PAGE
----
Brains, being soft tissuey organs don’t last long at all after anything dies under pretty much all conditions. Finding an ancient brain in any condition is miracle of archaeology, but finding a human brain that’s still some sort of stuff after 4000 years is pretty unlikely. But here it was, a Bronze Age brain under the dirt in Turkey.
The New York Public Library teamed up with the University of Maryland’s Institute for Technology in the Humanities to digitize Shelley’s two surviving notebooks containing most of the work—complete with edits by Percy Bysshe Shelley, her poet husband. Making this almost 200-year-old text click-accessible for a modern audience is only the first step for the Shelley-Godwin Archive, which hopes to digitize the entire oeuvre of the ultra-writerly family of Percy, Mary, and her parents, William Godwin and Mary Wollstonecraft.
Good lord knows Oscar Wilde wasn’t shy about his love of the male form, but according to some evidence, it seems pretty likely that in 1882, Wilde and fellow writer and beard to end all beards owner Walt Whitman bumped nasties. So now you know that.
In human history, people didn’t go from all hunters and gatherers to settled farmers any more than there’s one way that humans today live. In the Stone Age, there were some that were beginning to see the benefits of agriculture, but hunters and farmers coexisted in the world just as farmers and bankers do today. But not side by side— new research shows that hunters and farmers rarely met and interbred. One had their thing, the other group had their thing.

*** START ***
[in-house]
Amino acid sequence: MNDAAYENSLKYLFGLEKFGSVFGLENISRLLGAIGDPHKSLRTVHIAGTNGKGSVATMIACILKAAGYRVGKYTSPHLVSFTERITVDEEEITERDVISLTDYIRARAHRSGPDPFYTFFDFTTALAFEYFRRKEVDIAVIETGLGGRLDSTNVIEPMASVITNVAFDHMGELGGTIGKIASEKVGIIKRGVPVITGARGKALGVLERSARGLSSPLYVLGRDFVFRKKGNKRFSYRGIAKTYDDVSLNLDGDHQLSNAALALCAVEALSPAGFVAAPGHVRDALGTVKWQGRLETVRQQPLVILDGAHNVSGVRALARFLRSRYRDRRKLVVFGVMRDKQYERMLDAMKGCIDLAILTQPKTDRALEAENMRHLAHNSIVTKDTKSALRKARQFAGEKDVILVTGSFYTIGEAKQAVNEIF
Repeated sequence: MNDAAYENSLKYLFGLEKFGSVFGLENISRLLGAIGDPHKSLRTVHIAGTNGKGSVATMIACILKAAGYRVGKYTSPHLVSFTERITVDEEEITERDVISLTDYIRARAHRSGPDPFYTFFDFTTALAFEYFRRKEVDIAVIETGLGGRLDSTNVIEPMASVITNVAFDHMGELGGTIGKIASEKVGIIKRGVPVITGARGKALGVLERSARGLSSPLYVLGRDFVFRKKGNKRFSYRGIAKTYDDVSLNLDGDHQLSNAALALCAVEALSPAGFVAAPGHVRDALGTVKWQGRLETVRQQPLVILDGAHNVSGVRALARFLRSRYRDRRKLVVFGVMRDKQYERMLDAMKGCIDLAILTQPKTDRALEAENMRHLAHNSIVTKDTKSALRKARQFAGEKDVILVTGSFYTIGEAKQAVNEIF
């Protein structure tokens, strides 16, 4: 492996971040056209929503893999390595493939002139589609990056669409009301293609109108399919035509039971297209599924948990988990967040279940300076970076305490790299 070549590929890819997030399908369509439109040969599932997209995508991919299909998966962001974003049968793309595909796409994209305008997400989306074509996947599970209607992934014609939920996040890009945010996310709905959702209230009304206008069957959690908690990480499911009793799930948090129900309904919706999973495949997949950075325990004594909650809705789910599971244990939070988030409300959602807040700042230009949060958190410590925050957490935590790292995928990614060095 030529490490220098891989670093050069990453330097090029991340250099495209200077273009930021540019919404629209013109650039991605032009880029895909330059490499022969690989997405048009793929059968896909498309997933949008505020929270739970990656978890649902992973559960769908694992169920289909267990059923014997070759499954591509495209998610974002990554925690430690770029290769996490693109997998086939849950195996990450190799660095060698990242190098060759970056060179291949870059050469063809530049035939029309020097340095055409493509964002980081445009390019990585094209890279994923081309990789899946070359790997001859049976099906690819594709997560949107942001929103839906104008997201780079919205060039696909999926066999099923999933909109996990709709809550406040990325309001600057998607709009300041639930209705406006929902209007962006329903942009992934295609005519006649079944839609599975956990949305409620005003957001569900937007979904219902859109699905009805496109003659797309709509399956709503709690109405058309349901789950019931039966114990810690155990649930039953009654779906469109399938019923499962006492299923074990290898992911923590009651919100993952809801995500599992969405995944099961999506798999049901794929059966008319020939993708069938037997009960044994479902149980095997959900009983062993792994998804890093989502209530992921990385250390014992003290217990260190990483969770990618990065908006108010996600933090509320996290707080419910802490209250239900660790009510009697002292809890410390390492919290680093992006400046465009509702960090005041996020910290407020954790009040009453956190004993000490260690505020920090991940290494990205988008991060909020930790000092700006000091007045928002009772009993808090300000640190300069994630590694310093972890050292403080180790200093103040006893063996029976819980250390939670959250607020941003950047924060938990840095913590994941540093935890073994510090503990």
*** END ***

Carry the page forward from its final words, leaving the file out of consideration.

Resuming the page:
A controversial American biblical scholar is set to make his first appearance in London next week to present a discovery that he claims proves the story of Jesus Christ was invented as a system of mind control to enslave the poor.
As it turns out, the Great Library of Alexandria was destroyed mostly by government budget cuts, not fire
The burning of the Great Library of Alexandria, the destruction of tens of thousands of scrolls, the rivers running black with ink, is one of the great intellectual tragedies of history, but it may not have all gone down as books and Hollywood have described. The remains of the Great Library show almost no evidence of fire or destruction— as it turns out, the Library was nearly dead from government budget cuts before Caesar destroyed a warehouse full of scrolls bound for export.
In almost every textbook for decades and decades, there’s been the notion that it was agriculture that spawned the rise of complex civilization. And while agriculture may have played a part in getting the ball rolling, it turns out that it’s likely that war played a much bigger role in advancing society.
Agriculture only has to get so big and only has to create a certain level of technical innovation before it’s good enough. And there are plenty of cultures that had plenty of agriculture (much of native North America and sub-Saharan Africa) that never developed large scale, complex civilizations. War creates a need for defense, banding together in larger groups and teamwork to develop and produce technology. Think of places like most of Europe, which was locked in constant warfare for a thousand years, Mexico and Central America, the Middle East and East Asia— all places where war played a huge role in the creation of complex societies.